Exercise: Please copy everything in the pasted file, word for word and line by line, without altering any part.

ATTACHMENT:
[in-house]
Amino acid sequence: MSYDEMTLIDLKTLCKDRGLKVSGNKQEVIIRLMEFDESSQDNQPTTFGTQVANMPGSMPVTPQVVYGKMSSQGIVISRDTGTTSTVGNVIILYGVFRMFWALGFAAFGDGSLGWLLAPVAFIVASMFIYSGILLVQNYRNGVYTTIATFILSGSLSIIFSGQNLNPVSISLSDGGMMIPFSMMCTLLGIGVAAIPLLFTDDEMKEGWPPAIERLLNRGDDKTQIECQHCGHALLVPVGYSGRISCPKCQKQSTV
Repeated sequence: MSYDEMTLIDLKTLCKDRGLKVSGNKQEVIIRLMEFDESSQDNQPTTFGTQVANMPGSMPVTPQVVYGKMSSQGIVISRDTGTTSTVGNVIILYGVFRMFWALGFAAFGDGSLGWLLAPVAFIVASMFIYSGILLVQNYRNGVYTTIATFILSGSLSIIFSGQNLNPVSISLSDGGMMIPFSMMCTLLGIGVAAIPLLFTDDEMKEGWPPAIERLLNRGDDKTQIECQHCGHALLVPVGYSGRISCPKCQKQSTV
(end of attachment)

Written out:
[in-house]
Amino acid sequence: MSYDEMTLIDLKTLCKDRGLKVSGNKQEVIIRLMEFDESSQDNQPTTFGTQVANMPGSMPVTPQVVYGKMSSQGIVISRDTGTTSTVGNVIILYGVFRMFWALGFAAFGDGSLGWLLAPVAFIVASMFIYSGILLVQNYRNGVYTTIATFILSGSLSIIFSGQNLNPVSISLSDGGMMIPFSMMCTLLGIGVAAIPLLFTDDEMKEGWPPAIERLLNRGDDKTQIECQHCGHALLVPVGYSGRISCPKCQKQSTV
Repeated sequence: MSYDEMTLIDLKTLCKDRGLKVSGNKQEVIIRLMEFDESSQDNQPTTFGTQVANMPGSMPVTPQVVYGKMSSQGIVISRDTGTTSTVGNVIILYGVFRMFWALGFAAFGDGSLGWLLAPVAFIVASMFIYSGILLVQNYRNGVYTTIATFILSGSLSIIFSGQNLNPVSISLSDGGMMIPFSMMCTLLGIGVAAIPLLFTDDEMKEGWPPAIERLLNRGDDKTQIECQHCGHALLVPVGYSGRISCPKCQKQSTV